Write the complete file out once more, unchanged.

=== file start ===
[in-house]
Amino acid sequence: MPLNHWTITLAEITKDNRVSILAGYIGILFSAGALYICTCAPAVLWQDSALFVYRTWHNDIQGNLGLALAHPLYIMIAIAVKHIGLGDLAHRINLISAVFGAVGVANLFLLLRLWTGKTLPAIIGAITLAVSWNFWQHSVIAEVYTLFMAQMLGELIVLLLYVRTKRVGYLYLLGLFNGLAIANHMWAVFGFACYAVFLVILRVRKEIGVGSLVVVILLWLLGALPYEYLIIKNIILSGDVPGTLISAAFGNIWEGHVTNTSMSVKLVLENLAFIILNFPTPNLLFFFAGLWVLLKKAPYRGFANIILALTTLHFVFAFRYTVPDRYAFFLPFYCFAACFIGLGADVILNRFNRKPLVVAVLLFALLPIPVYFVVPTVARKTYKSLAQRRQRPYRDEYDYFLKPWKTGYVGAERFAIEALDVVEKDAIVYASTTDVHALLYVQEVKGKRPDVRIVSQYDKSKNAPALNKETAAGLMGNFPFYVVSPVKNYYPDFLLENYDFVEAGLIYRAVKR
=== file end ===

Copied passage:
[in-house]
Amino acid sequence: MPLNHWTITLAEITKDNRVSILAGYIGILFSAGALYICTCAPAVLWQDSALFVYRTWHNDIQGNLGLALAHPLYIMIAIAVKHIGLGDLAHRINLISAVFGAVGVANLFLLLRLWTGKTLPAIIGAITLAVSWNFWQHSVIAEVYTLFMAQMLGELIVLLLYVRTKRVGYLYLLGLFNGLAIANHMWAVFGFACYAVFLVILRVRKEIGVGSLVVVILLWLLGALPYEYLIIKNIILSGDVPGTLISAAFGNIWEGHVTNTSMSVKLVLENLAFIILNFPTPNLLFFFAGLWVLLKKAPYRGFANIILALTTLHFVFAFRYTVPDRYAFFLPFYCFAACFIGLGADVILNRFNRKPLVVAVLLFALLPIPVYFVVPTVARKTYKSLAQRRQRPYRDEYDYFLKPWKTGYVGAERFAIEALDVVEKDAIVYASTTDVHALLYVQEVKGKRPDVRIVSQYDKSKNAPALNKETAAGLMGNFPFYVVSPVKNYYPDFLLENYDFVEAGLIYRAVKR